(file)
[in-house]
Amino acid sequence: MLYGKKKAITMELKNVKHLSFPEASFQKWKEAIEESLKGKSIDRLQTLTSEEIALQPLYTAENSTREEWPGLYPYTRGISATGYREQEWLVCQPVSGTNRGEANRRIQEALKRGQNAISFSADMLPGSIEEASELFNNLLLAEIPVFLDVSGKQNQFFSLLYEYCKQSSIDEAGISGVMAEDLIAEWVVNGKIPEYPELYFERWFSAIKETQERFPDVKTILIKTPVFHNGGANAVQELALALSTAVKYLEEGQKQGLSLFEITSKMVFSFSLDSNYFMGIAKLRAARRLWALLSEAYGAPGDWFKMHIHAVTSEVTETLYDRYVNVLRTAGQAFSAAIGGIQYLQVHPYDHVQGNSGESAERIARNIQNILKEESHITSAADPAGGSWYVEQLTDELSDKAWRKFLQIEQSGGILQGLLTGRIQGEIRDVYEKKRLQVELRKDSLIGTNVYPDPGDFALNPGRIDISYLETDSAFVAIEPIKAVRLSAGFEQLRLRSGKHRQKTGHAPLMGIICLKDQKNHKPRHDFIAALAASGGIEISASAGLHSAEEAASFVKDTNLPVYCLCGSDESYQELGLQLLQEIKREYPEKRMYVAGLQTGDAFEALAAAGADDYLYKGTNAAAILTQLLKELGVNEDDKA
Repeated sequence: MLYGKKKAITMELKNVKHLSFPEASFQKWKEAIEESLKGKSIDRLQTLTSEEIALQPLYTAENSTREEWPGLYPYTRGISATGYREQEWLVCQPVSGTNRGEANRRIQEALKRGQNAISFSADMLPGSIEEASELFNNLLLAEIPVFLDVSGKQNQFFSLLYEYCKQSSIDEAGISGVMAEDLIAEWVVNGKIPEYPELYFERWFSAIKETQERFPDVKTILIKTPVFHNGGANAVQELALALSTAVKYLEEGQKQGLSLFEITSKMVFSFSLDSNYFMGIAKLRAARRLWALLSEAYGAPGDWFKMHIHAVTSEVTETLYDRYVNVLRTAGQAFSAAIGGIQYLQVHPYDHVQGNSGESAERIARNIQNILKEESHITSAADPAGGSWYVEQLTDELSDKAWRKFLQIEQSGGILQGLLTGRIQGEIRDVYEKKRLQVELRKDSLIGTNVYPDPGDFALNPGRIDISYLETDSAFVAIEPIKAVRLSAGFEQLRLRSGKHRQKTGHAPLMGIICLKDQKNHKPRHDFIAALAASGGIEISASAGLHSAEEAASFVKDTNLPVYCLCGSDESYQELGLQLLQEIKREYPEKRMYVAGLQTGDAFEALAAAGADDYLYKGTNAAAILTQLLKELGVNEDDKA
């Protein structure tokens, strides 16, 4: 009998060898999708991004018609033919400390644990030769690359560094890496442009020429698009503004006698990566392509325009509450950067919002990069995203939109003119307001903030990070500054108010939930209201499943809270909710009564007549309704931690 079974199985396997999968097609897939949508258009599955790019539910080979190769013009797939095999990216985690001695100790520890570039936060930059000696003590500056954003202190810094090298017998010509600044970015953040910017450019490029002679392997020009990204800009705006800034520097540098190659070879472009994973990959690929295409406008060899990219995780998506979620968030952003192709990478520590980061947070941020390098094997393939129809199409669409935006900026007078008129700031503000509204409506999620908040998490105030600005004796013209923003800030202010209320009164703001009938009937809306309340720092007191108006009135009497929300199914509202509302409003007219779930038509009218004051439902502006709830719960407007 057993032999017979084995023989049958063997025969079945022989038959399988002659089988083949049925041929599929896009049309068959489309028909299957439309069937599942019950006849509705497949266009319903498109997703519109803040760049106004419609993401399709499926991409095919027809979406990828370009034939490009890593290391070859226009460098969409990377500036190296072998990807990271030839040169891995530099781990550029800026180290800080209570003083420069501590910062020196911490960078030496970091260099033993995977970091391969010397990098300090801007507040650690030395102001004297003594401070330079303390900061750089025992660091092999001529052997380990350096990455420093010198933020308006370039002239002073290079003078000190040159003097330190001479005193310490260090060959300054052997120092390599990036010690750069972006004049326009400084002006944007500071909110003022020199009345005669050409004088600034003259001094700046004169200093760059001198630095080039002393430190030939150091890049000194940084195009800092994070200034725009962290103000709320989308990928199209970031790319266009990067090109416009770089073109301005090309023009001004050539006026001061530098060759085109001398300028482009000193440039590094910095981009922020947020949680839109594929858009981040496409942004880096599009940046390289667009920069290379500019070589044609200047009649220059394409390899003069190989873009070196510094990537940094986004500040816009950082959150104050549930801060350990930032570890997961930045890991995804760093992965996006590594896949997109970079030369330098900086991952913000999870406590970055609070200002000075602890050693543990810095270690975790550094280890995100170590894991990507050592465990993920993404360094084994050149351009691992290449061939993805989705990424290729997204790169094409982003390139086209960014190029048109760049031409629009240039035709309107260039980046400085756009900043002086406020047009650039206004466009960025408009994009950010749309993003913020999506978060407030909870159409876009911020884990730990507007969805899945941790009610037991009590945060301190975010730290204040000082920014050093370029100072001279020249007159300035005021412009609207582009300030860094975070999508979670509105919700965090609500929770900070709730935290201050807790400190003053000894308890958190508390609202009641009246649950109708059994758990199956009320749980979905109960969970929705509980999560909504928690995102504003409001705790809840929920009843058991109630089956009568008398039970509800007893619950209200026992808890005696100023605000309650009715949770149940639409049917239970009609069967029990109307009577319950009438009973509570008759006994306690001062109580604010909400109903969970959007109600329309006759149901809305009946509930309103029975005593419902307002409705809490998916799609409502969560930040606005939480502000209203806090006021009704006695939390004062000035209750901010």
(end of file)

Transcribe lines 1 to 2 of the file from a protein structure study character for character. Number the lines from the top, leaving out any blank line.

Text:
[in-house]
Amino acid sequence: MLYGKKKAITMELKNVKHLSFPEASFQKWKEAIEESLKGKSIDRLQTLTSEEIALQPLYTAENSTREEWPGLYPYTRGISATGYREQEWLVCQPVSGTNRGEANRRIQEALKRGQNAISFSADMLPGSIEEASELFNNLLLAEIPVFLDVSGKQNQFFSLLYEYCKQSSIDEAGISGVMAEDLIAEWVVNGKIPEYPELYFERWFSAIKETQERFPDVKTILIKTPVFHNGGANAVQELALALSTAVKYLEEGQKQGLSLFEITSKMVFSFSLDSNYFMGIAKLRAARRLWALLSEAYGAPGDWFKMHIHAVTSEVTETLYDRYVNVLRTAGQAFSAAIGGIQYLQVHPYDHVQGNSGESAERIARNIQNILKEESHITSAADPAGGSWYVEQLTDELSDKAWRKFLQIEQSGGILQGLLTGRIQGEIRDVYEKKRLQVELRKDSLIGTNVYPDPGDFALNPGRIDISYLETDSAFVAIEPIKAVRLSAGFEQLRLRSGKHRQKTGHAPLMGIICLKDQKNHKPRHDFIAALAASGGIEISASAGLHSAEEAASFVKDTNLPVYCLCGSDESYQELGLQLLQEIKREYPEKRMYVAGLQTGDAFEALAAAGADDYLYKGTNAAAILTQLLKELGVNEDDKA